Phoenix Ascendant – Chapter 13

Phoenix Ascendant – Chapter 13

Chapter 13

“Gharis again,” murmured Tobimar.

“Appropriate. It was the easiest of the outlying towns for us to get to from Rivendream,” Poplock said. He was feeling perhaps unreasonably cheerful and optimistic; getting out of the vile, sanity-eroding nastiness of Rivendream had that effect. Maybe Evanwyl wasn’t the sparkling perfection of Kaizatenzei, but compared to Rivendream Pass, well, close enough. “How do you want to do the reconnaissance?”

Tobimar frowned. “People there might recognize me, so I can’t go too far in.”

“Neither of us can even get close,” Rion said reluctantly. “We are…were, in my case…known throughout Evanwyl, and there’s no one that would mistake us for anyone else unless we try disguises.”

Kyri shook her head. “And against the forces we’re worried about, I don’t know if disguises would help. You’re not really much better off, Tobimar, except that you’re not so tall that you’ll stand out.”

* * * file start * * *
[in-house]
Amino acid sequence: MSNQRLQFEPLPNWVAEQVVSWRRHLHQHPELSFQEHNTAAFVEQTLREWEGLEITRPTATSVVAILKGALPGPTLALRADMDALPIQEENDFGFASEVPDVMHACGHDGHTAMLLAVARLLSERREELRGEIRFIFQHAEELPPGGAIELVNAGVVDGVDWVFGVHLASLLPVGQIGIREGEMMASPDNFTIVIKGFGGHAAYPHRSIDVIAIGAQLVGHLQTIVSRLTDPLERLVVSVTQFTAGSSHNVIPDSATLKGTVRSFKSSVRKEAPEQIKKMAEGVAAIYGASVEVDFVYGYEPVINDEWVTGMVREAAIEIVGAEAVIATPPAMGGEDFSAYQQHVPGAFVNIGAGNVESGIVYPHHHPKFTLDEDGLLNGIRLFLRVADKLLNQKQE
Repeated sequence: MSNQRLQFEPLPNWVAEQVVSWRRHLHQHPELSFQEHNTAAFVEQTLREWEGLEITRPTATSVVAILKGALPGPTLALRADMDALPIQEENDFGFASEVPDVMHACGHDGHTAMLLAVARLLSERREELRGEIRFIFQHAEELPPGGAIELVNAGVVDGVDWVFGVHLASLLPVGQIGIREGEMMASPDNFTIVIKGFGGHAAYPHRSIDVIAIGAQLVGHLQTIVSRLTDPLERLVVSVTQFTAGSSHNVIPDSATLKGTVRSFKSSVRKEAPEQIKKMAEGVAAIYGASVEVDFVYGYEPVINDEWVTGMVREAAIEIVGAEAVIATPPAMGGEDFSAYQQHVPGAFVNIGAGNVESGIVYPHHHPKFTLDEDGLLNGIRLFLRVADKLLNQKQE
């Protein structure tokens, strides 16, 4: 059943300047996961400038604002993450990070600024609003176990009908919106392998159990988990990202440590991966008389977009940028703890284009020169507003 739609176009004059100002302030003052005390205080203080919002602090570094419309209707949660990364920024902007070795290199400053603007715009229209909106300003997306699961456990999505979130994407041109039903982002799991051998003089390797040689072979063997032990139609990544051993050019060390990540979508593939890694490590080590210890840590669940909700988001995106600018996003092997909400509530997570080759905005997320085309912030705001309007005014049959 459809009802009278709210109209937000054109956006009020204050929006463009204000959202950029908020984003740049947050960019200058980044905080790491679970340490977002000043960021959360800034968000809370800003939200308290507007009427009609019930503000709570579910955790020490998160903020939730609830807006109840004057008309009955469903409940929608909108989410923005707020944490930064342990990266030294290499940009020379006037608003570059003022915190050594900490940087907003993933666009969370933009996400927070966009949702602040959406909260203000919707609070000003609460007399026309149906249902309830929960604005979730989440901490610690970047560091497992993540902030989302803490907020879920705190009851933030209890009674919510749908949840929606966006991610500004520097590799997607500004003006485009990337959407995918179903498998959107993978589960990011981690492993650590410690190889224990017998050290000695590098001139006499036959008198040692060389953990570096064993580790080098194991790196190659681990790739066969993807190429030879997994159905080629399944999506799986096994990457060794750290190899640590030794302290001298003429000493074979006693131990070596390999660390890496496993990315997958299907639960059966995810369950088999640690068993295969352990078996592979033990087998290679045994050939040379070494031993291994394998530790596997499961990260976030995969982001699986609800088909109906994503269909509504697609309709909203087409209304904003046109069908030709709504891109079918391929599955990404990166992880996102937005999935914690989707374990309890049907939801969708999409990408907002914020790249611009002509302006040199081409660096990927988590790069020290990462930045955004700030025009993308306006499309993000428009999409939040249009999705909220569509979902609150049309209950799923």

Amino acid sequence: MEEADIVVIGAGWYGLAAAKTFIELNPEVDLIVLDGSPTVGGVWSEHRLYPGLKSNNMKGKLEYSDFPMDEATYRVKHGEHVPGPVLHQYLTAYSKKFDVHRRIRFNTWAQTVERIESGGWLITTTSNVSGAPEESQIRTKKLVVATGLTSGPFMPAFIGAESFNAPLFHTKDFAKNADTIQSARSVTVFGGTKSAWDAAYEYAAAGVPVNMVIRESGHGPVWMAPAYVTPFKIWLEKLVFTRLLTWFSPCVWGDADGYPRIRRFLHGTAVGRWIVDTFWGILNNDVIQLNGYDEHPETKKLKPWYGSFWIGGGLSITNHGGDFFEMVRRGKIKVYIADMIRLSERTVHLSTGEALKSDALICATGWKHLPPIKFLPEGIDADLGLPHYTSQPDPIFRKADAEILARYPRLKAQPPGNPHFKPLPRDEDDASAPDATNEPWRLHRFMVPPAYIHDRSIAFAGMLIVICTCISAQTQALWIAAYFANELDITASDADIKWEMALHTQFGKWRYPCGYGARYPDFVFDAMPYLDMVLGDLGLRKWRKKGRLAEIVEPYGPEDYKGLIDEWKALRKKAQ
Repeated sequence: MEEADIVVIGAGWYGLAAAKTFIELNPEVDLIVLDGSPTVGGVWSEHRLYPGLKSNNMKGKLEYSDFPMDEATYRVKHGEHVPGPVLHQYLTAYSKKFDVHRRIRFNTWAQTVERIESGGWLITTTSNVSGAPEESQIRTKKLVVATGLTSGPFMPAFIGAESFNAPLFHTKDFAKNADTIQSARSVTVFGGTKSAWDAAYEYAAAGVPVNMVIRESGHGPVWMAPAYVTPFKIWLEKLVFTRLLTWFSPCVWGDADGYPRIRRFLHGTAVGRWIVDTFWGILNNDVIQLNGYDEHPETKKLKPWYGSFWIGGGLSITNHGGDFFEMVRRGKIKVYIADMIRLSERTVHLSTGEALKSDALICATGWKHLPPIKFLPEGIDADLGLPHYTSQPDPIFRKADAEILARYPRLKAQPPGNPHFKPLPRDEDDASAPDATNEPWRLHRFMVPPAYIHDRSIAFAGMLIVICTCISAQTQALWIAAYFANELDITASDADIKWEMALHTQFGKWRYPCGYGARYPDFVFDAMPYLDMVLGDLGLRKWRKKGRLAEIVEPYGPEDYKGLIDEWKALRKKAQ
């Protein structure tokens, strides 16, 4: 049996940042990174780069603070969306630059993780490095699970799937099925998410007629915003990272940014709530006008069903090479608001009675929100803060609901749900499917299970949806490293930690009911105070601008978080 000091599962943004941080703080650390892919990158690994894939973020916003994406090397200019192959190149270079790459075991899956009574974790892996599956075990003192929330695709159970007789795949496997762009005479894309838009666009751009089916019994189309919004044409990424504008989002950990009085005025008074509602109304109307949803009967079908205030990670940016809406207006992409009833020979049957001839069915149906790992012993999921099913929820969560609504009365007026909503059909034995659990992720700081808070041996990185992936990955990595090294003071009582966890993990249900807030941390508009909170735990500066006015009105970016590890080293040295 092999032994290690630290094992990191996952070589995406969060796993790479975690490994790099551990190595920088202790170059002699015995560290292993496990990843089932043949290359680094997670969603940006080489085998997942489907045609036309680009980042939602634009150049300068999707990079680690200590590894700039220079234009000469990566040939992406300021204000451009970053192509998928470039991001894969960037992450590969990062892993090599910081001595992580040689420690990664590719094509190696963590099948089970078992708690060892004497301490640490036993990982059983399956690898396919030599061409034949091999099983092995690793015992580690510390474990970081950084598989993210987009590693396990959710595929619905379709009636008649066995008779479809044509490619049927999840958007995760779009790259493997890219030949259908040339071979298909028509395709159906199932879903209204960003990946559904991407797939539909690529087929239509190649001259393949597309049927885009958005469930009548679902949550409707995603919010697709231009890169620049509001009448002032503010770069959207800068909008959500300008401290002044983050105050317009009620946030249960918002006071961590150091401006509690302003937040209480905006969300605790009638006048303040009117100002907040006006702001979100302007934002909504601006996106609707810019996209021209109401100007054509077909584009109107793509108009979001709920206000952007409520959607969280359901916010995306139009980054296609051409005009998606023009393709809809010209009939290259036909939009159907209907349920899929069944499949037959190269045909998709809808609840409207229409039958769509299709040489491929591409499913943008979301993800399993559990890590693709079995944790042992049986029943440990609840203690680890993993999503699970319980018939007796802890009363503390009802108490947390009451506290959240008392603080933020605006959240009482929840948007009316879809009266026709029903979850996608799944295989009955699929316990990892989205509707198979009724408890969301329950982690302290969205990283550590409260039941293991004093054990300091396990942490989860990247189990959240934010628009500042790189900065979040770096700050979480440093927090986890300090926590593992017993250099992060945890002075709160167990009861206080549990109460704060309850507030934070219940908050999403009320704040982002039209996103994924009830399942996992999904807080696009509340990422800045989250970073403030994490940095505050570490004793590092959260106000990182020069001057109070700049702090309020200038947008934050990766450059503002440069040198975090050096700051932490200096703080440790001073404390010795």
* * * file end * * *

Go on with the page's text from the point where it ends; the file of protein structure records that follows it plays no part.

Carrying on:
“That’s why I’m going to only go in close enough to be able to hear if things go too badly wrong. It’s really going to be up to Poplock.”

“Yep,” agreed the little Toad, checking his pack and making sure it was well settled and its subtle camouflage was working. “As far as I know, no one except maybe the Watchland himself ever twigged to the fact that I was something more than a pet. And I’m small enough that people often don’t even notice me.”

“True,” Kyri said. “All right; Rion and I will stay back here and wait for you two. Do not take any chances you can avoid, Poplock. I don’t want an alarm or a fight if we can evade it.”